Horticultural Hints for December!
Protect against Thumper and friends. Newly planted trees and fruit trees are magnets for hungry rabbits and rodents whose regular food supply is substantially reduced by the onset of winter. Wrap vulnerable trees and shrubs with wire mesh or heavy paper to make those plants harder to get to.
Problems pop up quickly inside our hot, dry houses. Keep an eye on plants, particularly the ones that have had problems in the past. Gift and other new plants should be kept separate from your stalwarts. If they've brought unwanted baggage – such as disease or insects – you'll be able to catch the problem before it spreads.
This pepperomia was infected with whitefly during its summer outdoors.
It has been cleaned and quarantined.
Support a garden with your financial gift. When sending out year-end gifts to charities, remember that gardens and garden societies need support too. Your gift may come with a membership that will encourage you to make more visits, take more classes, see more exhibits and become a better gardener yourself!
Live tree? Think ahead. If you are planning for a living Christmas tree to be planted outside after the holiday, dig the hole now, cover the soil with a tarp and plan to plant it as soon as possible after Christmas Day.
A live tree is an ecologically thoughtful way of celebrating the holidays. But it takes advance planning to ensure the tree survives its first winter at its new home.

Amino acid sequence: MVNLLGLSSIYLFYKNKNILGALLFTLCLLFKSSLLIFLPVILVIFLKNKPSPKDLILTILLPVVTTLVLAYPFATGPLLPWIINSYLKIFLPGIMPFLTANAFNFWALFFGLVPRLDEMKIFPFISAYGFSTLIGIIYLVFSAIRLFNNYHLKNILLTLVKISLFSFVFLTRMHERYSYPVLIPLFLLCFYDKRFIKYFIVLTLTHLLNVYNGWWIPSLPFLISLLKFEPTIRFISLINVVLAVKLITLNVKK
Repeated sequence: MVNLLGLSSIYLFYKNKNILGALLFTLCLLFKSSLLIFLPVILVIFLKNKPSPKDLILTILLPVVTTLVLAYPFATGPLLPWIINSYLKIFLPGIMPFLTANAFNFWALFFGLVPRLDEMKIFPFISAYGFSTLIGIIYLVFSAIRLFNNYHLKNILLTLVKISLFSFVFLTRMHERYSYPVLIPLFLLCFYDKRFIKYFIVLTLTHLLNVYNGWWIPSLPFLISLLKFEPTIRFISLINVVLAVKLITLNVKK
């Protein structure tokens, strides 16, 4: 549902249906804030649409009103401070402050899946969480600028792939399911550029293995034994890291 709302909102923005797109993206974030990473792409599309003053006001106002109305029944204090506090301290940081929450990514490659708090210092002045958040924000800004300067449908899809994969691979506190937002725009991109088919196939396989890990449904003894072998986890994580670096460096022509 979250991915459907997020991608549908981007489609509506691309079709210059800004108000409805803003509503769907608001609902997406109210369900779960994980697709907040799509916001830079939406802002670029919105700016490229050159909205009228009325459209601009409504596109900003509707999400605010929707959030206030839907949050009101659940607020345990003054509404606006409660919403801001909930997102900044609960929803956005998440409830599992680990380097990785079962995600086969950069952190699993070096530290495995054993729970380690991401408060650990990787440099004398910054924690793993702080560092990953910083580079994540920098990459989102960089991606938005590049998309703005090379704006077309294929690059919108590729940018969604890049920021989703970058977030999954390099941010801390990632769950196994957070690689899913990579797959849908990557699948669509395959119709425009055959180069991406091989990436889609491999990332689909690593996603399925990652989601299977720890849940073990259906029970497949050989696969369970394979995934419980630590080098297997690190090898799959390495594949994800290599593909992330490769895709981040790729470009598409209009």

Break the salt habit. Home improvement and hardware stores are filled with bags of salt-based de-icers for your sidewalk and driveway. Leave them be. Instead, use sand to make your sidewalk and driveway safe. Why avoid salt? Because it will cause serious damage your lawn or plantings along the pavement. Also, while sometimes recommended, using fertilizers as de-icing agents leads to over-fertilizing and can kill plants and lawns.
One last trip up the ladder.
The strong winds we experienced in late November likely filled your gutter with plant debris and, especially, pine needles. Before downspouts become clogged and ice up, take a few hours to do a final clean-out of accumulated material. Those hours will mean far fewer problems once sub-freezing temperatures become the norm!
Recycle your tree. When the tree comes down, recycle it. Tie it up in your yard as a shelter for birds during winter storms. Find out if your town recycles trees by turning them into mulch, or using them to protect the sea shore from winter storm erosion. You can cut off the tree’s branches and use them to cover new or tender plants to protect them from winter winds and freeze-and-thaw cycles (and, no, the needles won't harm your plants or the soil chemistry). If you use an artificial tree, store it carefully so there'll be no need to replace it next year.